Mugen's Sasahara felt like "a boxer taking blow after blow"

Honda SUPER GT driver Ukyo Sasahara says he felt like "a boxer taking blow after blow" in last weekend's Suzuka race as the Mugen NSX-GT plummeted from the lead of the race to ninth.

Mugen's Sasahara felt like "a boxer taking blow after blow"
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The #16 Mugen Honda shared by Sasahara and Toshiki Oyu qualified second on Saturday, albeit with Oyu missing out on pole to the similarly Dunlop-shod Nakajima Racing NSX-GT of Takuya Izawa.

Oyu ran second in the early stages of the race and inherited the lead when Izawa crashed out at the final chicane, but once the race resumed after a safety car period the Red Bull-liveried car couldn't pull away.

Sasahara took over at the wheel after Oyu pitted at the end of lap 20 of 52, but he was soon passed by the #3 NDDP/B-Max Nissan of Kohei Hirate for the net lead and proceeded to slide down the order over the course of the stint as he struggled to get his Dunlop rubber working properly.

He finally brought home the car in a disappointing ninth place, 47 seconds down on the winning NISMO Nissan GT-R.

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"The best I could do was just stay on track," Sasahara told's Japanese edition. "The tyres were already not in good shape in the first stint and we had to pit almost at the minimum [lap 18].

"We were helped by the safety car and somehow we could stay at the top, but we had to use a different tyre [compound] for the second stint, but they hadn’t been scrubbed and the warm-up lap was awful.

"In the second half of the race, the matching [of the tyre to the conditions] got even worse. There was nothing I could do except hope it would get better, but it just got worse. I could barely pass the GT300 cars in the corners, and if I lost control even a little, it was so on the limit I would almost crash.

"There was no grip. Under braking I felt I could be passed from anywhere, and the traction was also bad. When the GT300 cars came in front and I lost downforce, I couldn’t do anything. I was at a loss for what to do; I felt like a boxer taking blow after blow.

Ukyo Sasahara, #16 Red Bull MOTUL MUGEN NSX-GT

Ukyo Sasahara, #16 Red Bull MOTUL MUGEN NSX-GT

Photo by: Masahide Kamio

"It’s difficult to feel positive after this kind of race. On the other hand, we managed to finish in the points after such a difficult race.

"By the end I didn’t know which position we were in, I was just desperately fighting with each car. Then at the chequered flag, I was like, ‘oh, we finished ninth’. It’s not a result I’m happy about, but it’s a positive, I think."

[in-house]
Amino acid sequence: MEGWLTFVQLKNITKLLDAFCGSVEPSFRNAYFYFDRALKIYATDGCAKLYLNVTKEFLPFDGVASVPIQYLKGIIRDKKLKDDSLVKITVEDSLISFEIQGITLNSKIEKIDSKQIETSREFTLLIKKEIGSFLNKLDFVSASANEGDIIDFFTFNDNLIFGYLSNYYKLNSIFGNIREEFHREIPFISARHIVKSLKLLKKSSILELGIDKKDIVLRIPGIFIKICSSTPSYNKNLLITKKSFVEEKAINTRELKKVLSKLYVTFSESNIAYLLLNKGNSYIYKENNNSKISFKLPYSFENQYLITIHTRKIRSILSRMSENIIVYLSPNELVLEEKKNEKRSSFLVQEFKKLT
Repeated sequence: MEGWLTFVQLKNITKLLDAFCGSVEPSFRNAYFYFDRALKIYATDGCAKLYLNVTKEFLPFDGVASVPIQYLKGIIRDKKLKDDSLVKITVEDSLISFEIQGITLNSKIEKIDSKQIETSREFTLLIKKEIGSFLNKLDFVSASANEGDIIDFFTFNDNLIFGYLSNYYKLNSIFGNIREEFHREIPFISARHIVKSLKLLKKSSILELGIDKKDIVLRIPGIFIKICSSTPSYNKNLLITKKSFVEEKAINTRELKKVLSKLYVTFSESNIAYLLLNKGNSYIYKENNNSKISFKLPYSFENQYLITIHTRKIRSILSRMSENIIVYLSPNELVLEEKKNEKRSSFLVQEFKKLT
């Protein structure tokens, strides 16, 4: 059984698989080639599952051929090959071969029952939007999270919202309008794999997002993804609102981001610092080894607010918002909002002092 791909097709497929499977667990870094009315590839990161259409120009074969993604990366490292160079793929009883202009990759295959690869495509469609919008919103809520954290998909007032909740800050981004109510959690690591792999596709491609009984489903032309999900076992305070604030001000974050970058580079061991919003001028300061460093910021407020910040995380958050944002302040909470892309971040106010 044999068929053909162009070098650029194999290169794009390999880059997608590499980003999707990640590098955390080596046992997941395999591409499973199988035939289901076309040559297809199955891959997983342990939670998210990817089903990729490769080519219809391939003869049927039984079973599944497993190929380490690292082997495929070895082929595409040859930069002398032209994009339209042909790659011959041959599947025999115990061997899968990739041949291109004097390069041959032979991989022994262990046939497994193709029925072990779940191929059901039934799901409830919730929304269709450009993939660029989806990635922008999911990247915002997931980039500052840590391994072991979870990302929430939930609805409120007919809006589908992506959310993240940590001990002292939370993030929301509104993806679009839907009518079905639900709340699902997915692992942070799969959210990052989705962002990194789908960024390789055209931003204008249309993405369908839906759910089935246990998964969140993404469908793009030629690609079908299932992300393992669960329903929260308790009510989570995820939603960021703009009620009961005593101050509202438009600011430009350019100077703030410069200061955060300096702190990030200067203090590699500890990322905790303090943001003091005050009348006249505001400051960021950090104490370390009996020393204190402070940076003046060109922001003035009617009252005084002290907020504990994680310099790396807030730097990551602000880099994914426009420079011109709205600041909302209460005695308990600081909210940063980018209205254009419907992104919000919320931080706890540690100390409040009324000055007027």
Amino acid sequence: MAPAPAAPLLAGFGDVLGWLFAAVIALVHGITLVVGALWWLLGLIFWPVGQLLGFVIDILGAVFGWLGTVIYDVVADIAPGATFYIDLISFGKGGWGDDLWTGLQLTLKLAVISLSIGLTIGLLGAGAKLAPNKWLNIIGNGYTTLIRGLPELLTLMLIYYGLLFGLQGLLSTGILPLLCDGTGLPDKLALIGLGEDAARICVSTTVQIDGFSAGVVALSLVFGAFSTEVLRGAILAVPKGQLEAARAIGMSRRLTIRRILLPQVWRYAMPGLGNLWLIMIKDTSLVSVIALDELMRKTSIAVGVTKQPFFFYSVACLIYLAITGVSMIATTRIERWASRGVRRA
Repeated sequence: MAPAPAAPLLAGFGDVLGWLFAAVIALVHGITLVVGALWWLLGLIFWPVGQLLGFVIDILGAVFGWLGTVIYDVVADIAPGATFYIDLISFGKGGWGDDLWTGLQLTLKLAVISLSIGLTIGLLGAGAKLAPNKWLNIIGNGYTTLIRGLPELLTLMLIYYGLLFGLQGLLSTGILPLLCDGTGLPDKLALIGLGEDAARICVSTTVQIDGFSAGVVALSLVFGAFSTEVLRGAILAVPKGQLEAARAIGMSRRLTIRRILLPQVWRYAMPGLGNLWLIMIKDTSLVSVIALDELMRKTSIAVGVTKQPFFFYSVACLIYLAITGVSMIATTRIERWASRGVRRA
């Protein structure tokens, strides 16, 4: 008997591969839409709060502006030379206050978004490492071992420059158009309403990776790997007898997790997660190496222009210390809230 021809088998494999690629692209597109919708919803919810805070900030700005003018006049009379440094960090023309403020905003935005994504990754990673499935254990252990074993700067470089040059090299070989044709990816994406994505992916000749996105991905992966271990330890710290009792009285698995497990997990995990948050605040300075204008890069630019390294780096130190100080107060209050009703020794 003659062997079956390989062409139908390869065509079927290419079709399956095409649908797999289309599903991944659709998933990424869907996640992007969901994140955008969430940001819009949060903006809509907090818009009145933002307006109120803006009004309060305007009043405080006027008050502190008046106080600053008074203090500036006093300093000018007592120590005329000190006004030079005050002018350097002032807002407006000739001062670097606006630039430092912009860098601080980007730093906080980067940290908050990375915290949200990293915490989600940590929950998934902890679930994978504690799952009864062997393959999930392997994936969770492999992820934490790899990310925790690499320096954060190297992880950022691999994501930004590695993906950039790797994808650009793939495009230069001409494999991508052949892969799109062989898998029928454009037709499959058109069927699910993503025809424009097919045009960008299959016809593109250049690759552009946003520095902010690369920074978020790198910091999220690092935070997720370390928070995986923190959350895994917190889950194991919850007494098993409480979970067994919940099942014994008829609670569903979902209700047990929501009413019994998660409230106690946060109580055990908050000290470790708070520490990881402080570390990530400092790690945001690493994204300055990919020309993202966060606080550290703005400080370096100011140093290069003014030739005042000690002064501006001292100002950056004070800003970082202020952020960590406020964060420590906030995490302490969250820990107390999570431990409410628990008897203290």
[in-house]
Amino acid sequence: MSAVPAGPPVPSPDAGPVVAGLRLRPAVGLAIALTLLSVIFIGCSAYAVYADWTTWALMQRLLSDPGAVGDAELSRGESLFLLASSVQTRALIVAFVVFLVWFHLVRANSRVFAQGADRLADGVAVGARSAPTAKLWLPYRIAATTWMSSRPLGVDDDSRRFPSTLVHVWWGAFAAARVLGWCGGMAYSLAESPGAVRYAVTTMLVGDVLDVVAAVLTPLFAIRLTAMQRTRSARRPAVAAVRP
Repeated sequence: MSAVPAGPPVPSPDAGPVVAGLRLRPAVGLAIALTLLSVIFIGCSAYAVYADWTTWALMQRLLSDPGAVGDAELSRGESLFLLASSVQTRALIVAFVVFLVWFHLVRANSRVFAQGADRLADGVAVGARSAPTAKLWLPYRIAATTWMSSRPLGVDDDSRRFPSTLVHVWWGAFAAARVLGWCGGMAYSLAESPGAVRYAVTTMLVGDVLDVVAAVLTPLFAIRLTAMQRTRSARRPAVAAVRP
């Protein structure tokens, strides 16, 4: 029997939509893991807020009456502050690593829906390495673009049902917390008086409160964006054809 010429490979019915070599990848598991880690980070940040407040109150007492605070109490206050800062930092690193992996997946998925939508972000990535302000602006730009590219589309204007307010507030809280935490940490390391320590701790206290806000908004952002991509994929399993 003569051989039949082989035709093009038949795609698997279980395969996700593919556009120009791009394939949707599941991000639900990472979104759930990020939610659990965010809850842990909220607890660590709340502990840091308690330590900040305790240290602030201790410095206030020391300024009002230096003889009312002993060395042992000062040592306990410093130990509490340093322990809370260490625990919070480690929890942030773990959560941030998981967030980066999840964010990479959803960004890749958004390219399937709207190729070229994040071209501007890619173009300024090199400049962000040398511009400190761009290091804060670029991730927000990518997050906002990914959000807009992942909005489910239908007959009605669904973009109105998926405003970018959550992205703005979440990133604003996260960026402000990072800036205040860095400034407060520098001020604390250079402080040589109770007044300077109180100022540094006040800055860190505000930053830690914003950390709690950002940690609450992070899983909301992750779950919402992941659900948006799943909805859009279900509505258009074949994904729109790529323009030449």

Asked if he felt Mugen had gone the wrong way on tyre selection, Sasahara replied: "I think that’s part of the reason [we struggled], but compared to the other cars I think we have a lot of work of do. I’m not sure we could have fought at the front even with the right choice of tyre.

"We were able to qualify up front, but it’s clear the problem is race pace. That said, it’s not 100 percent the fault of the tyres, there are more things we could have done on the car."

Izawa downplays severity of crash

The Mugen Honda was Dunlop's only runner left in the GT500 class following the early demise of the #64 Nakajima Racing car, which had pulled away at the front of the field in the hands of Izawa before its race-ending crash.

Izawa required assistance from the marshals exiting the cockpit as one of the foam safety blocks placed at the exit of the chicane where the incident happened blocked his exit, but he escaped injury.

#64 Modulo NSX-GT crash damage

#64 Modulo NSX-GT crash damage

Photo by: Masahide Kamio

Brake failure was identified as the cause of the crash, but Izawa said that the impact with the barriers wasn't that significant.

"Finally the brake disc was cracked," Izawa told's Japanese edition. "I don’t honestly know the cause. 

"Since there was a fire, the damage to the car increased, but it was mostly just superficial damage. The actual impact wasn't that big even though it looked like a big crash [from the outside]."

On his race up to that point, he added: "The car felt well-balanced and the pace was good, and the gap to the cars behind was widening. But the crash happened when we started getting some pick up [debris on the tyres], so I honestly don’t know if we could have kept running at the same pace."

The crash marked the Nakajima car's second DNF in a row as Izawa's teammate Hiroki Otsu got caught up in an incident with a lapped GT300 car in the previous round at Motegi last month.


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